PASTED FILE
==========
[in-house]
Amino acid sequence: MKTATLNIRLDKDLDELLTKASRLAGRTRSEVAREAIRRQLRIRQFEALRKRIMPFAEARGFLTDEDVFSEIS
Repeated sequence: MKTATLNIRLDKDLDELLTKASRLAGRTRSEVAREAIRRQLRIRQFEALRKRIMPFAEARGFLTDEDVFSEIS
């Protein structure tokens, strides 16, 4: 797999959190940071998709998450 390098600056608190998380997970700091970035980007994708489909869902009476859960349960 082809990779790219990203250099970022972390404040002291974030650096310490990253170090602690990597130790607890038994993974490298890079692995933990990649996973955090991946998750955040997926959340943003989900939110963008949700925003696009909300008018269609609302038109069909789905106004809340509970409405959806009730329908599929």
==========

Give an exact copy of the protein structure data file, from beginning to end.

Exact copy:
[in-house]
Amino acid sequence: MKTATLNIRLDKDLDELLTKASRLAGRTRSEVAREAIRRQLRIRQFEALRKRIMPFAEARGFLTDEDVFSEIS
Repeated sequence: MKTATLNIRLDKDLDELLTKASRLAGRTRSEVAREAIRRQLRIRQFEALRKRIMPFAEARGFLTDEDVFSEIS
């Protein structure tokens, strides 16, 4: 797999959190940071998709998450 390098600056608190998380997970700091970035980007994708489909869902009476859960349960 082809990779790219990203250099970022972390404040002291974030650096310490990253170090602690990597130790607890038994993974490298890079692995933990990649996973955090991946998750955040997926959340943003989900939110963008949700925003696009909300008018269609609302038109069909789905106004809340509970409405959806009730329908599929």